Korea may seem an unlikely model for Canada’s engagement in Africa, but the country’s size and adept diplomacy might have a number of lessons for Canadian policy makers who have yet to establish a clear agenda for Canada on the continent. With a population of 50 million, and a economic growth rates to envy, Korean industry and government are taking a proactive approach to building economic and policy cooperation in Africa.
Most recently, following a presidential delegation to Ethiopia, South Africa and the Congo, Korea demonstrated the power of diplomacy with billions of dollars worth of contracts and impressive MOUs with companies across the industrial spectrum. Firms like Daewoo have been building up a presence in strategic industries for a number of years, and it this type of personal and diplomatic capacity that is missing from Canada’s policy engagement with the continent.
The Korean delegation had a nuanced appreciation of Africa’s diversity and had prepared distinctive projects and technical offerings for each country. Domestically, Korea has invested heavily in technology and sustainable industry, and as a result, the country has world leading solar technology, and it is now exporting successful project concepts to Africa.
CADS interviewed Samsung’s head of business development for Africa, as well as representatives from Daewoo in Cameroon, and both companies have unique strategies for success in areas ranging from equipment procurement, network security and power grid and solar projects to heavy machinery. Both companies stressed the importance of having a committed diplomatic corps as key to long-term project success and local human resources development on Samsung projects. If Canada is indeed hoping to be partner in Africa’s success the government must invest the time and effort necessary to build deep institutional and personal links in the emerging regions of continent.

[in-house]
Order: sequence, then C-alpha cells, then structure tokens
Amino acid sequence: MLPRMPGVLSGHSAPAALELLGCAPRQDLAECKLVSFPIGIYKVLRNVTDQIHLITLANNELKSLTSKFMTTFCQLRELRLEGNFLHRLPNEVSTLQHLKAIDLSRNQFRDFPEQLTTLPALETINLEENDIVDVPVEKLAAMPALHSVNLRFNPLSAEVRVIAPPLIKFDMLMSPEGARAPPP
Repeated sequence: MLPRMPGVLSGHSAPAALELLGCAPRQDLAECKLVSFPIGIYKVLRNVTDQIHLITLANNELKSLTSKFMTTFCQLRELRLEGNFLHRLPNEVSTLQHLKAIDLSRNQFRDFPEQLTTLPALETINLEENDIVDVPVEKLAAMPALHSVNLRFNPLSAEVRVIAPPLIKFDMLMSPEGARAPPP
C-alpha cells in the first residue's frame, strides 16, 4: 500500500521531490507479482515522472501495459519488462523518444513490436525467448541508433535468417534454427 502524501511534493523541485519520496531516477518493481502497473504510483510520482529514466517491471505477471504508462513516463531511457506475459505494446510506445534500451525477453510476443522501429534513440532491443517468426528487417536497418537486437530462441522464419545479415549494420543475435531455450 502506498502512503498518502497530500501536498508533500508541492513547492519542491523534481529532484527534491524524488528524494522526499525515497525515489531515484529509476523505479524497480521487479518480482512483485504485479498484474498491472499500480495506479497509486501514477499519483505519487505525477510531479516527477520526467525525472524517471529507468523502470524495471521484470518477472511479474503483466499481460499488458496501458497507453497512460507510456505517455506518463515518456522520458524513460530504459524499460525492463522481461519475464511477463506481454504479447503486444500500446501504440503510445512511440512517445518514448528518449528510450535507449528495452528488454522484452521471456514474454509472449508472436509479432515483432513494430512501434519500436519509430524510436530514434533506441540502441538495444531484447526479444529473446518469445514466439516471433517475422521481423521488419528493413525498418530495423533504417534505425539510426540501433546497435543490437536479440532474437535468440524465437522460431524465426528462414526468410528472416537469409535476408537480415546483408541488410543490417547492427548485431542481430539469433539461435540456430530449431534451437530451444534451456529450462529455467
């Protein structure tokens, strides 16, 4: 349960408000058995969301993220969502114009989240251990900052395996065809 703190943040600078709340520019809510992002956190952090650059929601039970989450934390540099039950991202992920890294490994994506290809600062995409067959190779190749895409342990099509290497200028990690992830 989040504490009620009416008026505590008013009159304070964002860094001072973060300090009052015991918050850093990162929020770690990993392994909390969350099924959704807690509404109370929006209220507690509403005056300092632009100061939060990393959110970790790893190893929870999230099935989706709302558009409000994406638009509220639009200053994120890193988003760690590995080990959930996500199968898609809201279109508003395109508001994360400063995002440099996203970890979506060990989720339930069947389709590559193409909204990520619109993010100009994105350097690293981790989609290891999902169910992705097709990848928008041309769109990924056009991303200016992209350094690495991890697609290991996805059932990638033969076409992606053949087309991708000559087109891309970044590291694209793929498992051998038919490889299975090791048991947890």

At a time when CUSO barely exists and the Canadian International Development Agency (CIDA) has chosen to focus work in only 7 (Ethiopia - Ghana - Mali - Mozambique - Senegal- Sudan - Tanzania) of Africa’s 53 countries, Korean engagement across the continent should be inspirational. Currently, the Korean Overseas Volunteers (KOVs) programme facilitates professional exchanges from Korea, and between 1990 and 2008, 938 KOVs were dispatched to Africa, and ODA for strategic projects is increasing.
These exchanges are in addition to established high-level diplomatic contacts, with the second Korea–Africa Forum held in Seoul in November 2009. In the forum declaration Korea pledged to double ODA to Africa by 2012 compared to 2008 levels. In the DR Congo in particular, South Korea has been aggressively courting new business.
As part of this trend, Korea’s ODA to Africa increased from $39 million in 2005 to $104 million in 2008 and Africa’s share of the Republic of Korea’s ODA to developing countries rose from 8 per cent to 19 per cent over the same period. This is happening at a time when Canada is scaling back investment in all sectors. At this crucial juncture in African development, one must ask what is the long-term logic driving this withdrawal?